A furniture finish does two things. It adds color, depth, and sheen to the wood. But more importantly, it protects against stains, abrasions, and resin loss. As wood looses its natural resin, its ability to resist water gain and loss also decreases. If the wood is allowed to expand and contract rapidly as its moisture level varies, the eventual result is cupping, bowing, warping and splitting and glue delamination.
Finishes seem to provide protection in direct proportion to their difficulty to apply. Simple wax finishes, like Briwax, offer the least protection, but, like shoe polish, are simple to apply. Rub on 3 to 4 coats and your done. Reapply every 2 to 3 months. Stain and resin combination finishes like Watco and Minwax offer more protection without a lot more work. Apply 3 to4 even coats. Allow to dry completely between coats. Follow with a clear wax coat. Reapply every 6 months.
Tung oil finishes offer the best compromise between difficulty of application and protective qualities. While not considered a permanent finish, (reapply every 6 to 12 months), its resistance to moisture and stain penetration is better for a longer time than either wax or stain/resin finishes. Application is easy but time consuming. First, stain or dye the piece to be finished. Allow 24 hours to dry. Brush on a 50/50 mix of boiled linseed oil and mineral spirits. This will give you a faster finish build. When dry, 6 to 10 coats of tung oil with a foam brush. Wet sand or steel wool (#0000) to remove dust after every 3rd coat. Polish out or Wol-Wax the final coat.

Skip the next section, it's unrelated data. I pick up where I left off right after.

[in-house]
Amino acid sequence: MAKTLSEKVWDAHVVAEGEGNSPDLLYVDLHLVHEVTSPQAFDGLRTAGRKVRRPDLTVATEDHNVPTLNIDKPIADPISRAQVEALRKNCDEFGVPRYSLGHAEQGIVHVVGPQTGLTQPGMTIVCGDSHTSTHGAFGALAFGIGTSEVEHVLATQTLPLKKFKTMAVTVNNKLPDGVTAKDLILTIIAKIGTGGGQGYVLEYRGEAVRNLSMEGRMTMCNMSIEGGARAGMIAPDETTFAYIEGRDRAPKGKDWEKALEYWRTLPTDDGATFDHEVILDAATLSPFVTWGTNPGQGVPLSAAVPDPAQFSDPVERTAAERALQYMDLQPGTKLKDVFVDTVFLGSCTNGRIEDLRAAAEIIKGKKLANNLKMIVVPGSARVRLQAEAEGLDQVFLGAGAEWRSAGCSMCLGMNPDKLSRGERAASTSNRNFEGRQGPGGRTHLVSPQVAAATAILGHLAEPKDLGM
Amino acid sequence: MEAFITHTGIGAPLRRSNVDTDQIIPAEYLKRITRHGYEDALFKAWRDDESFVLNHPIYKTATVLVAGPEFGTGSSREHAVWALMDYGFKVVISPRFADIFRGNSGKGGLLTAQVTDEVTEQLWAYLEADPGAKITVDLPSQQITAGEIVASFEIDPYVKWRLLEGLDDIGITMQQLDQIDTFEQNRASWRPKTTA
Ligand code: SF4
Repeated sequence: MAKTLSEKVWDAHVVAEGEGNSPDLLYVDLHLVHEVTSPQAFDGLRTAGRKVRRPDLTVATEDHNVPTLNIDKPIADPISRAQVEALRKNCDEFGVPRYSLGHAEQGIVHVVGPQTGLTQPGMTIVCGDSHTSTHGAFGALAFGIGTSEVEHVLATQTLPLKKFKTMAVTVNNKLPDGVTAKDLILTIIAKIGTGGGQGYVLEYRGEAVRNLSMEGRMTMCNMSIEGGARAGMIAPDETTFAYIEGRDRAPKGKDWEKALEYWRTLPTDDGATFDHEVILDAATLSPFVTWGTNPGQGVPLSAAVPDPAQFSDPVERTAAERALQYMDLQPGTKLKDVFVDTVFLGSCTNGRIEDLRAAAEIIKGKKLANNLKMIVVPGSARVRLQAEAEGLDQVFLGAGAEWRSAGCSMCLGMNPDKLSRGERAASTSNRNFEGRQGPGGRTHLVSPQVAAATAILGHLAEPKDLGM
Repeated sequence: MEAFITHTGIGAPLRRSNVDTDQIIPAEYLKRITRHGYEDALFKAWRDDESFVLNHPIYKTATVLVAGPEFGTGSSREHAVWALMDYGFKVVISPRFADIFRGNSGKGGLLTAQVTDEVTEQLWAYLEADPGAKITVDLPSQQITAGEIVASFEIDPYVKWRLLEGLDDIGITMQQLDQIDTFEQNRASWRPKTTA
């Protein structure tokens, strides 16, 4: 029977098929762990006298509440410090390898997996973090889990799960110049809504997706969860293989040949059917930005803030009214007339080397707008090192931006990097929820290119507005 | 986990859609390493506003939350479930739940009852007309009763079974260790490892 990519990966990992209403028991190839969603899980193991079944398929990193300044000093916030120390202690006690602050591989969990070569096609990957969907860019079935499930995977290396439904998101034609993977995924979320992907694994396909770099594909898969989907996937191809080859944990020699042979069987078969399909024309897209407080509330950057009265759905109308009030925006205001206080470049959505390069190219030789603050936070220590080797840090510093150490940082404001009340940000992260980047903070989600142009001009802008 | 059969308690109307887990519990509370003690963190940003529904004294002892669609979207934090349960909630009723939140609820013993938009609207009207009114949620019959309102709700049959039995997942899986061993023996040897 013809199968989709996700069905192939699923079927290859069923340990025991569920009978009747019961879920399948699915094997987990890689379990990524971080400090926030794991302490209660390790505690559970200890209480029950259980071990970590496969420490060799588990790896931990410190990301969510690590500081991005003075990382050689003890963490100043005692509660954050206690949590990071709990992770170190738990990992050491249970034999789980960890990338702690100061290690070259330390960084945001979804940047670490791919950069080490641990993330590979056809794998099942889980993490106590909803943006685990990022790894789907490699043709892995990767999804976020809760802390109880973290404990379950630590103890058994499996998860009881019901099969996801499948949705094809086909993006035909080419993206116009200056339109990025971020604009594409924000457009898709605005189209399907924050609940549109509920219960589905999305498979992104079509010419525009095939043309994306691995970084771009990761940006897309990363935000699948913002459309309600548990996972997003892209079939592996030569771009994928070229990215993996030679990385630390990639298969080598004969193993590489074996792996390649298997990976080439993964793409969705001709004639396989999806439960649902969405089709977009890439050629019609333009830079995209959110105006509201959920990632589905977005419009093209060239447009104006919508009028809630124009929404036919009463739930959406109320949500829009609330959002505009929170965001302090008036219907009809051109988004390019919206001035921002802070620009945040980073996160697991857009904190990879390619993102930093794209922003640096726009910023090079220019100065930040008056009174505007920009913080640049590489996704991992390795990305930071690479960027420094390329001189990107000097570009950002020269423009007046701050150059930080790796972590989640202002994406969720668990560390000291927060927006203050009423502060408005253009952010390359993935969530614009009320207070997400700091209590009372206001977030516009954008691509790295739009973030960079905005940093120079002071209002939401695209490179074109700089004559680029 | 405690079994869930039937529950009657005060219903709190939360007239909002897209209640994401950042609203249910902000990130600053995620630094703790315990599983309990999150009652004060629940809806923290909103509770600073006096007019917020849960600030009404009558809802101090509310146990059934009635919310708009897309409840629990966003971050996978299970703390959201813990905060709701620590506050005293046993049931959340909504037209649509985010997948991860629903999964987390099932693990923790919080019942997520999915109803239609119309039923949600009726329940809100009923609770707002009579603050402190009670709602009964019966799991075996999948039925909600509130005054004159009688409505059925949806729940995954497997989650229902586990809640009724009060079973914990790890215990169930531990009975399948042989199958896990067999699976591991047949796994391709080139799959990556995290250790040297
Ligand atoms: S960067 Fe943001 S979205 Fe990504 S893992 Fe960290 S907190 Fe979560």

This brings us to the finish of choice for professional refinishers and fine furniture manufacturers - lacquer. More difficult to apply properly, it offers a far longer life expectancy and more resistance to abrasion, chemicals, and moisture penetration than the other finishes we have considered, while still allowing the wood to breath and climatize properly.
Lacquer finishes are applied in two stages - the sealer coats and the top coats. These may be applied by hand, but more often are sprayed on. Stain, dye or glaze the wood to the desired color and allow to dry 24 hours. Apply the first coat of sealer. Like every coat of sealer, this should go on every square inch of the piece, inside and out. This will keep the moisture transfer rate slow and even on both sides of the wood. If the wood is very grainy, but you desire a smooth flat finish, a pastewood filler is applied at this point. The filler can be dyed to accent the grain.
Using Mineral spirits to control its consistency, rub in across the grain. Allow the dry slightly and wipe the surface clean with burlap or a cotton cloth. After 24 hours, apply another heavy coat of sealer, allow to dry, and sand with 220 -240 grit paper. Be careful not to go through the finish. Repeat as needed. The objective here is to fill the grain, but not build the surface coat any thicker than 1 mil, which is one strong coat of finish. Next we apply the top coats.
Apply the first coat, allow to dry, and wet sand with 400 grit paper. At this point the piece may be shaded if need be. The final top coat is then applied, and, when dry, wet sanded with 600 grit paper. This will eliminate dust and orange peel. A light rubbing compound will get rid of sanding scratches. If a high gloss look is desired, follow with a glazing compound. If a lower sheen is wanted, use a light application of Wol-Wax or rottenstone. The finish will cure for 30 days. During this time don't apply any wax, which would prevent the finish from breathing and curing properly.
We recommend that your use a polish, like Guardsman Furniture Polish, no more often than once a month. For every day dusting, simply use a damp rag. Never use anything containing silicones.
Good luck with your project!